There are many people in West Virginia who are diligent and hardworking at their places of employment. Often, these workers are skilled and talented and expect to be rewarded for their efforts through pay and promotions. Unfortunately, an employee with the Associated Press has recently filed an employment law claim, arguing that she was discriminated against due to her age, gender and race.
The lawsuit claims that the woman has worked at the AP for approximately 30 years. Although she saw several years of promotions through the years, she claims that stopped in 2008 when a new bureau chief was hired. During the time of the chief's employment, she claims he created a hostile work environment by singling her out for criticism and chastising her in front of other employees. When he left the newswire a few years later, she claims the discrimination continued. Although she received a promotion, it took two years before her pay check reflected the pay increase that came with the new job title.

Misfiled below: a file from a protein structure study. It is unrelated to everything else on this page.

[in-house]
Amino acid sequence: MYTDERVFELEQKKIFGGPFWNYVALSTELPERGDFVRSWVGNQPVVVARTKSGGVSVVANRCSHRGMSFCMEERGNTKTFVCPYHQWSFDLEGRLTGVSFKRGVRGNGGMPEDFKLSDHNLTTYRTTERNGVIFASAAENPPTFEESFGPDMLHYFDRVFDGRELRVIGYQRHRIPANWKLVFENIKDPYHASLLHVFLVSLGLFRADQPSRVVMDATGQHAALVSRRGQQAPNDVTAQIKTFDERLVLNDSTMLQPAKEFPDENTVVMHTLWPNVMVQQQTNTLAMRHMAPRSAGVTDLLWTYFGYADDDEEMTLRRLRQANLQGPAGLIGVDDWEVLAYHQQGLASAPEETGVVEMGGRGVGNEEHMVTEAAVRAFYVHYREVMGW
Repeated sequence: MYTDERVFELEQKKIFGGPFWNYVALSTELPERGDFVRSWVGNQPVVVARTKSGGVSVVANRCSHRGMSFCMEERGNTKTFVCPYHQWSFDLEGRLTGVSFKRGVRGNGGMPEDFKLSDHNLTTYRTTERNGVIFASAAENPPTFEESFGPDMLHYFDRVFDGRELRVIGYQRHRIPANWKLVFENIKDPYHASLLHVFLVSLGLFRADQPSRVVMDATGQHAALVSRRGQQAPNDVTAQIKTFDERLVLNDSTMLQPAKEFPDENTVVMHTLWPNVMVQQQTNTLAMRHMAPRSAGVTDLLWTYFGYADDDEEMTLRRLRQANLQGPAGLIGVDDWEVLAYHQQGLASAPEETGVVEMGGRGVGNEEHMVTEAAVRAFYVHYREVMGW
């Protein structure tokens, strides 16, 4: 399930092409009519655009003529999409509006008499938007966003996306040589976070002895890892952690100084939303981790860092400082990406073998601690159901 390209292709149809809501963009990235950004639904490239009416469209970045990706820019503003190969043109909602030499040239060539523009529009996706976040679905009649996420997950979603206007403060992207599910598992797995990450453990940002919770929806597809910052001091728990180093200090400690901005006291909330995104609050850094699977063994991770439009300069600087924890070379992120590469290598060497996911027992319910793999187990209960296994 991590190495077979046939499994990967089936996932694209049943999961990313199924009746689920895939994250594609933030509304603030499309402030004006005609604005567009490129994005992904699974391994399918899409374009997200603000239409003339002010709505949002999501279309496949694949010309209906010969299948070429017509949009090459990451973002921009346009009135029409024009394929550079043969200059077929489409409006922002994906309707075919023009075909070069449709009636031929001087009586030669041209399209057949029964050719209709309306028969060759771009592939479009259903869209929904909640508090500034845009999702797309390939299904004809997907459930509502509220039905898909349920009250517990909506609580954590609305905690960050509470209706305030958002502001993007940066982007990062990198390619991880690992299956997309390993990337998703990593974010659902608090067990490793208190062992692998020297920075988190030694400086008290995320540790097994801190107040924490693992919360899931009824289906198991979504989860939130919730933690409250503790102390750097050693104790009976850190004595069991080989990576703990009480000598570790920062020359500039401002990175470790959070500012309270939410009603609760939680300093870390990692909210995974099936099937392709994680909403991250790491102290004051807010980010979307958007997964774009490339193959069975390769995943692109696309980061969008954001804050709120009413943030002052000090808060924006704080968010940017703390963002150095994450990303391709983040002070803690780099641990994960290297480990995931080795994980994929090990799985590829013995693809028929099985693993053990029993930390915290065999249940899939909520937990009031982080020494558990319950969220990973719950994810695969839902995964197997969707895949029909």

After the man's departure, she claims the Labor Department conducted an audit. Although she claims that someone from human resources asked her not to discuss her experiences, she informed auditors about the discrimination she allegedly experienced, and the auditors ultimately found that there was hostility in the workplace toward black workers. Unfortunately, she claims that the AP retaliated against her because of her reports, claiming that she believes it is trying to call her credibility into question within the media industry.
Unfortunately, there are employees in West Virginia who are also facing discrimination in the workplace. In many instances, the most appropriate course of action is to file an employment law claim. By doing so, employees are often able to bring awareness to a problem that most people may mistakenly believe no longer occurs.
Source: washingtontimes.com, "Sonya Ross, AP race and ethnicity editor, sues for discrimination", Andrew Blake, May 3, 2016